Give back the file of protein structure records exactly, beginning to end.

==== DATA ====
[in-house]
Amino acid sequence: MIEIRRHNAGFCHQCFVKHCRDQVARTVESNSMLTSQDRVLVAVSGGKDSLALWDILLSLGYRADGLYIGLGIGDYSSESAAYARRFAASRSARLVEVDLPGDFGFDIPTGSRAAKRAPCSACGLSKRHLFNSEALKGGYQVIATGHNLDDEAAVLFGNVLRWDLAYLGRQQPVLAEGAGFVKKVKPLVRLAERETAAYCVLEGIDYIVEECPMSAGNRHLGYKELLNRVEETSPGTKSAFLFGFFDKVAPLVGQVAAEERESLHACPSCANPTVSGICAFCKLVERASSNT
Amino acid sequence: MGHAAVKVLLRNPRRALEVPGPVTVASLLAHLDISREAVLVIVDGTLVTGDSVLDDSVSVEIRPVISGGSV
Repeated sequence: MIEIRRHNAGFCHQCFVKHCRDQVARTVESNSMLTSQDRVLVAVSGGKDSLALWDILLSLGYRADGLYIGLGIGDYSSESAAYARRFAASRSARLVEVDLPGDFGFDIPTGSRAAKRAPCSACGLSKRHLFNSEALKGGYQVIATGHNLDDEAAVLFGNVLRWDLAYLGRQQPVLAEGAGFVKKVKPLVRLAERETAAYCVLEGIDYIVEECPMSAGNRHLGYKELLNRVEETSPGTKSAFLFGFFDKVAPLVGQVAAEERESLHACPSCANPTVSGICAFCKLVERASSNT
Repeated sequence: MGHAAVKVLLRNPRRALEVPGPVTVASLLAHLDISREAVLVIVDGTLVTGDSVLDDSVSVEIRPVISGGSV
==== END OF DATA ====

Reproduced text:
[in-house]
Amino acid sequence: MIEIRRHNAGFCHQCFVKHCRDQVARTVESNSMLTSQDRVLVAVSGGKDSLALWDILLSLGYRADGLYIGLGIGDYSSESAAYARRFAASRSARLVEVDLPGDFGFDIPTGSRAAKRAPCSACGLSKRHLFNSEALKGGYQVIATGHNLDDEAAVLFGNVLRWDLAYLGRQQPVLAEGAGFVKKVKPLVRLAERETAAYCVLEGIDYIVEECPMSAGNRHLGYKELLNRVEETSPGTKSAFLFGFFDKVAPLVGQVAAEERESLHACPSCANPTVSGICAFCKLVERASSNT
Amino acid sequence: MGHAAVKVLLRNPRRALEVPGPVTVASLLAHLDISREAVLVIVDGTLVTGDSVLDDSVSVEIRPVISGGSV
Repeated sequence: MIEIRRHNAGFCHQCFVKHCRDQVARTVESNSMLTSQDRVLVAVSGGKDSLALWDILLSLGYRADGLYIGLGIGDYSSESAAYARRFAASRSARLVEVDLPGDFGFDIPTGSRAAKRAPCSACGLSKRHLFNSEALKGGYQVIATGHNLDDEAAVLFGNVLRWDLAYLGRQQPVLAEGAGFVKKVKPLVRLAERETAAYCVLEGIDYIVEECPMSAGNRHLGYKELLNRVEETSPGTKSAFLFGFFDKVAPLVGQVAAEERESLHACPSCANPTVSGICAFCKLVERASSNT
Repeated sequence: MGHAAVKVLLRNPRRALEVPGPVTVASLLAHLDISREAVLVIVDGTLVTGDSVLDDSVSVEIRPVISGGSV